"It's easier to put away $500 when you're in your 20s than it is to put away $5,000 when you're 60. People have to realize that for every 10 years they wait to save, they are reducing their nest egg by half," says Virgil Kahl, CPA.
The campaign's home page features Benjamin Bankes, the Feed the Pig spokespig who provides tips for everyday saving and useful calculators to help set savings goals and pay down debt.
Suze Oreman, financial consultant and author of Young, Fabulous and Broke, a financial book geared toward young professionals suggests the following:
1. Take full advantage of your company's 401(k) plan or 403(b) plan and pay in up to the full matching or partial matching amount.
2. Create an emergency savings account to cover basic cost of living needs in a high-yield savings account like Emigrant Direct where your money will be accessible in case of an emergency.
3. Save further by opening up a Roth IRA.
Network brings together local young professionals in Valley
There is a disease known as "brain drain" that affects many areas throughout the United States where talented young college grads look to move to larger cities to start their careers.
The symptoms can be the loss of local talent from local colleges and the absence of young professionals within certain companies.
The Lehigh Valley Network of Young Professionals has been working for the last five years to combat this phenomenon.
"We started in reaction to the 'brain drain,'" Network Vice President Wendy Gerlach, a Rodale, Inc. employee said. "We wanted to bring young professionals together an try and keep them in the Lehigh Valley."
For years, many companies in the Lehigh Valley have found it difficult to recruit and retain young professionals.
The idea behind the Network was to foster a sense of community among this group and to help them get out and meet other young people, to provide them with professional development and showcase what the Valley has to offer. If you could improve young professionals' quality of life, then they would be less likely to consider leaving, she said.
"We routinely hold social events while also giving young professionals throughout the Lehigh Valley the chance to meet with other people like them, who may not know of certain events that are being held or maybe don't know many other people in their same situation," she said.
Five years ago, the Ben Franklin Technology Partners stepped in to help with the development of the Network which is unaffiliated with any local chamber of commerce.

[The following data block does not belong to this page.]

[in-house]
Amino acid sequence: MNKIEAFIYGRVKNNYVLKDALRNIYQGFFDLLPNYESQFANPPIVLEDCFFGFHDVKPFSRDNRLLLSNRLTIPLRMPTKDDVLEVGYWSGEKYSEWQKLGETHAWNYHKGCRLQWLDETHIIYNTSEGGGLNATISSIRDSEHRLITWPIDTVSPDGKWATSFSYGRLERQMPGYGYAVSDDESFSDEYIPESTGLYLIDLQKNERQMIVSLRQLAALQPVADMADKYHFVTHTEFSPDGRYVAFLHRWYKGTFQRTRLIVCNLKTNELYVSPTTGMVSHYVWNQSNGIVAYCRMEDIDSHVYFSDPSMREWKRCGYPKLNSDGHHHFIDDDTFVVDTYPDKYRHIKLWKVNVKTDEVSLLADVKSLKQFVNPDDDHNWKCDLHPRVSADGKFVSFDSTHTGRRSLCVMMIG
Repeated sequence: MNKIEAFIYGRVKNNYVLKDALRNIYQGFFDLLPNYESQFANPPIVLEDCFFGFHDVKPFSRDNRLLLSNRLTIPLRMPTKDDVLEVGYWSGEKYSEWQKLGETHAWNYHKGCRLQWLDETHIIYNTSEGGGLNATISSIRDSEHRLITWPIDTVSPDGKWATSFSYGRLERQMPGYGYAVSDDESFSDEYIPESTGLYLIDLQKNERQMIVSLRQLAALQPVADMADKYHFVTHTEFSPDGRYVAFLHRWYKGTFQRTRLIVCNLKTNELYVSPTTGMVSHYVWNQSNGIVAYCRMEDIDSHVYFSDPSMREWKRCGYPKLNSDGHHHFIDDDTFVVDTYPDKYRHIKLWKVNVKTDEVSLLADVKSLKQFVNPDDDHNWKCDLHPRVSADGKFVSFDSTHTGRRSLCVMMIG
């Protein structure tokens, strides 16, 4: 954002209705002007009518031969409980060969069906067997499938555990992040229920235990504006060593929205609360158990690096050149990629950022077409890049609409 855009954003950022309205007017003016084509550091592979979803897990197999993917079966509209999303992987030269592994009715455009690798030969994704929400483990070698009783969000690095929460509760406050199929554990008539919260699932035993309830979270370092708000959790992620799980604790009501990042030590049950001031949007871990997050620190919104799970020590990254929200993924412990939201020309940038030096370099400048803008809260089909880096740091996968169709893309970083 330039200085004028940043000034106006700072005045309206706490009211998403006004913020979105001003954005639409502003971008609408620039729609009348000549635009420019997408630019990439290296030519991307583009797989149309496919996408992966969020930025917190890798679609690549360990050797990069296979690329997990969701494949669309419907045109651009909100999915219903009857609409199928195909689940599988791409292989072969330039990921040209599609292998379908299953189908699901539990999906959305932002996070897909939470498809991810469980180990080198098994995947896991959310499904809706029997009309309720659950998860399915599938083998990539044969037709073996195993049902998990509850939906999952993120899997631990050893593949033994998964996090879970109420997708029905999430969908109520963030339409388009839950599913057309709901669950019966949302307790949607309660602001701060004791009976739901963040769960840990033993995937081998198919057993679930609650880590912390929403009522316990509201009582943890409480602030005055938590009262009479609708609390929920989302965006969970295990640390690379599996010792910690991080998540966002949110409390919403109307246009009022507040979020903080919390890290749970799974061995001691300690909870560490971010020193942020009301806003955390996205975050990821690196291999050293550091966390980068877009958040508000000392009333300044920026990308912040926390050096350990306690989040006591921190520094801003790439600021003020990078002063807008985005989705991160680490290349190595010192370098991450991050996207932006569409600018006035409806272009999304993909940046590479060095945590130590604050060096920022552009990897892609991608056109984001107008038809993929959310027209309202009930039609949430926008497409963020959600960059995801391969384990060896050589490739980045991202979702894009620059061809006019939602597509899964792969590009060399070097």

The Technology Partners, a state-funded economic development group, helped harness the every of some of the region's young professionals to start a group.
The first event was held on Jan. 24, 2001. More than 80 people attended. Since then, membership and interest have steadily increased.
Gerlach said that the Network holds social events that may include going to different independently owned restaurants throughout the area, hosting certain day trips and also providing certain seminars for young professionals to visit, whether at local colleges or other venues.
"We want to give young professionals the opportunity to not only get together, but also learn new things that they can bring back to their own jobs," Gerlach said. "We want them to be able to grow professionally within the Lehigh Valley."
The Network has numerous events planned form coming months including a social outing in downtown Bethlehem.
For more information on The Lehigh Valley Network of Young Professionals and to find upcoming events, visit www.netyp.org.
Sunday, December 03, 2006
However, two area attractions take Christmas light displays to a whole new level.
Koziar's Christmas Village, in Bernville, has more than a half a million lights adorning buildings, gift barns and landscapes. Christmas Village, in its 59 year history, has received many awards including the Best Outdoor Christmas Display in the World by Display World magazine. A discount coupon can be found here.
Lights in the Parkway, in Allentown, is a drive-through display held in a local park featuring Cinderella, Santa Clause and other famous characters. Discount tickets are available at area Wegmans, and Allentown City Hall. A discount coupon can be found here. Prices are per car, so grab some friends and pack that vehicle!
Both run through the end of December.